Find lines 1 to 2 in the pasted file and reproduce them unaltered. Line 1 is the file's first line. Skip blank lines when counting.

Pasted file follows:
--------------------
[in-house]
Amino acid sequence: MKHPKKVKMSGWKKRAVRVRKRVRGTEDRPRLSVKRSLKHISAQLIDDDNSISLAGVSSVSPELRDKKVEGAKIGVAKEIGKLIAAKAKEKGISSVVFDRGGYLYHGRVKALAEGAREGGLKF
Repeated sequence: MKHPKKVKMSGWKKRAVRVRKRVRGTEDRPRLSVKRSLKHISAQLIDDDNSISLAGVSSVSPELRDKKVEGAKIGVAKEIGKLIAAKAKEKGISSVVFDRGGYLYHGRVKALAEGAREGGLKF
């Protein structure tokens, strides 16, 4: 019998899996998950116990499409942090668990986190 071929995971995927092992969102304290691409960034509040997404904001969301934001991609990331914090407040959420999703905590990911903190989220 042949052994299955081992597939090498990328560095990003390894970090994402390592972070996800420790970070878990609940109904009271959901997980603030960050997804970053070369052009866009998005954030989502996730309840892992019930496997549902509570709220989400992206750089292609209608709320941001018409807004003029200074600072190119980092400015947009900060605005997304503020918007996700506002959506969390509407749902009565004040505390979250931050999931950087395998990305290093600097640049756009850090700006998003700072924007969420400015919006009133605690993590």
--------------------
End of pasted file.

[in-house]
Amino acid sequence: MKHPKKVKMSGWKKRAVRVRKRVRGTEDRPRLSVKRSLKHISAQLIDDDNSISLAGVSSVSPELRDKKVEGAKIGVAKEIGKLIAAKAKEKGISSVVFDRGGYLYHGRVKALAEGAREGGLKF